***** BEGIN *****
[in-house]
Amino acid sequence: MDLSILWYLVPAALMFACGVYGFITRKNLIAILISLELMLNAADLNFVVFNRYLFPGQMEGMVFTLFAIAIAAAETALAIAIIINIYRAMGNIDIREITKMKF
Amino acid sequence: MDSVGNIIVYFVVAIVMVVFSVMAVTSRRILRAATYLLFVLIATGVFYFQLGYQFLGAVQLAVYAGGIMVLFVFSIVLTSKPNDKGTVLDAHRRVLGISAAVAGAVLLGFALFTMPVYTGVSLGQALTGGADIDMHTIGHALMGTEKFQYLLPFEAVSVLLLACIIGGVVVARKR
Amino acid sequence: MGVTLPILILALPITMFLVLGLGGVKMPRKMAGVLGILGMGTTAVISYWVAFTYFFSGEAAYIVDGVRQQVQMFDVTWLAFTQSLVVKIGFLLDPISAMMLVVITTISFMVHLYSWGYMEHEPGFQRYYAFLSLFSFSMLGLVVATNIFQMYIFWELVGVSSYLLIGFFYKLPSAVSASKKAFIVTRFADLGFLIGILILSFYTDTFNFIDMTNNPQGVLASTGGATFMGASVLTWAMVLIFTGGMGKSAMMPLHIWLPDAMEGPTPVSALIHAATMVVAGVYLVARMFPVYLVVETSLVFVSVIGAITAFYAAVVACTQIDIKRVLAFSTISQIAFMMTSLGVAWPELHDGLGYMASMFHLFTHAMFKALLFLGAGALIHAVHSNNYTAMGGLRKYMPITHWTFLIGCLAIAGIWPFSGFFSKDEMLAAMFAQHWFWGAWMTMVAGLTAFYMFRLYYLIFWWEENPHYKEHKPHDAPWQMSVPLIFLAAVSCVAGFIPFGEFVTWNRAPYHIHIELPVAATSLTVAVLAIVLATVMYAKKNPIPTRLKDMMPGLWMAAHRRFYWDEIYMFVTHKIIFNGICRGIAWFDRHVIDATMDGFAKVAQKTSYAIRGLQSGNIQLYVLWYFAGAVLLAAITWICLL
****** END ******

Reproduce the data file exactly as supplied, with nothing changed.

[in-house]
Amino acid sequence: MDLSILWYLVPAALMFACGVYGFITRKNLIAILISLELMLNAADLNFVVFNRYLFPGQMEGMVFTLFAIAIAAAETALAIAIIINIYRAMGNIDIREITKMKF
Amino acid sequence: MDSVGNIIVYFVVAIVMVVFSVMAVTSRRILRAATYLLFVLIATGVFYFQLGYQFLGAVQLAVYAGGIMVLFVFSIVLTSKPNDKGTVLDAHRRVLGISAAVAGAVLLGFALFTMPVYTGVSLGQALTGGADIDMHTIGHALMGTEKFQYLLPFEAVSVLLLACIIGGVVVARKR
Amino acid sequence: MGVTLPILILALPITMFLVLGLGGVKMPRKMAGVLGILGMGTTAVISYWVAFTYFFSGEAAYIVDGVRQQVQMFDVTWLAFTQSLVVKIGFLLDPISAMMLVVITTISFMVHLYSWGYMEHEPGFQRYYAFLSLFSFSMLGLVVATNIFQMYIFWELVGVSSYLLIGFFYKLPSAVSASKKAFIVTRFADLGFLIGILILSFYTDTFNFIDMTNNPQGVLASTGGATFMGASVLTWAMVLIFTGGMGKSAMMPLHIWLPDAMEGPTPVSALIHAATMVVAGVYLVARMFPVYLVVETSLVFVSVIGAITAFYAAVVACTQIDIKRVLAFSTISQIAFMMTSLGVAWPELHDGLGYMASMFHLFTHAMFKALLFLGAGALIHAVHSNNYTAMGGLRKYMPITHWTFLIGCLAIAGIWPFSGFFSKDEMLAAMFAQHWFWGAWMTMVAGLTAFYMFRLYYLIFWWEENPHYKEHKPHDAPWQMSVPLIFLAAVSCVAGFIPFGEFVTWNRAPYHIHIELPVAATSLTVAVLAIVLATVMYAKKNPIPTRLKDMMPGLWMAAHRRFYWDEIYMFVTHKIIFNGICRGIAWFDRHVIDATMDGFAKVAQKTSYAIRGLQSGNIQLYVLWYFAGAVLLAAITWICLL